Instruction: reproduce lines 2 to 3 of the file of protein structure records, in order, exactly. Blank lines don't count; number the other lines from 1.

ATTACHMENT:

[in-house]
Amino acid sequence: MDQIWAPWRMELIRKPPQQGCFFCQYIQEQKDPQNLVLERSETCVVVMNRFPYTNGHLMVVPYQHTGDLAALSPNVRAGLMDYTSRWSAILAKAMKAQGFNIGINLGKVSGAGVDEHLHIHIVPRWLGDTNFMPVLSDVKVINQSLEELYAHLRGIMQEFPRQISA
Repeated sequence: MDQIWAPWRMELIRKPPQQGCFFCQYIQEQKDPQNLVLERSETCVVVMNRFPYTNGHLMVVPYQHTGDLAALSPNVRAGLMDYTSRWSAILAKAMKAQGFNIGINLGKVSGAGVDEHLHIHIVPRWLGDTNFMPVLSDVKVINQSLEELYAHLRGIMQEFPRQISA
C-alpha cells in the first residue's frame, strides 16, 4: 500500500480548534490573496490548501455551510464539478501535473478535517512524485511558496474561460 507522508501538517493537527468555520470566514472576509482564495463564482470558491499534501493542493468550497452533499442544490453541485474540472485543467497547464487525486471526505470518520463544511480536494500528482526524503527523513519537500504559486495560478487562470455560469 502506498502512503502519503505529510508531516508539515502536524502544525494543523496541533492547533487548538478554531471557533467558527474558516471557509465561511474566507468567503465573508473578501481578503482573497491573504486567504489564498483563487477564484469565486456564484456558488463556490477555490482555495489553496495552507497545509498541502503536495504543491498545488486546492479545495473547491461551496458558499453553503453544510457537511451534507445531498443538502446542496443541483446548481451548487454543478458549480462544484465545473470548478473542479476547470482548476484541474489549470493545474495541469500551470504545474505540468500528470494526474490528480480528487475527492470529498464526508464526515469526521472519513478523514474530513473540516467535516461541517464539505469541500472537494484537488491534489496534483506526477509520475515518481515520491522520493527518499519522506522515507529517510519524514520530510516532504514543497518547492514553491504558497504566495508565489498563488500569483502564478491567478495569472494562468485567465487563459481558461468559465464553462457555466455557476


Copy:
Amino acid sequence: MDQIWAPWRMELIRKPPQQGCFFCQYIQEQKDPQNLVLERSETCVVVMNRFPYTNGHLMVVPYQHTGDLAALSPNVRAGLMDYTSRWSAILAKAMKAQGFNIGINLGKVSGAGVDEHLHIHIVPRWLGDTNFMPVLSDVKVINQSLEELYAHLRGIMQEFPRQISA
Repeated sequence: MDQIWAPWRMELIRKPPQQGCFFCQYIQEQKDPQNLVLERSETCVVVMNRFPYTNGHLMVVPYQHTGDLAALSPNVRAGLMDYTSRWSAILAKAMKAQGFNIGINLGKVSGAGVDEHLHIHIVPRWLGDTNFMPVLSDVKVINQSLEELYAHLRGIMQEFPRQISA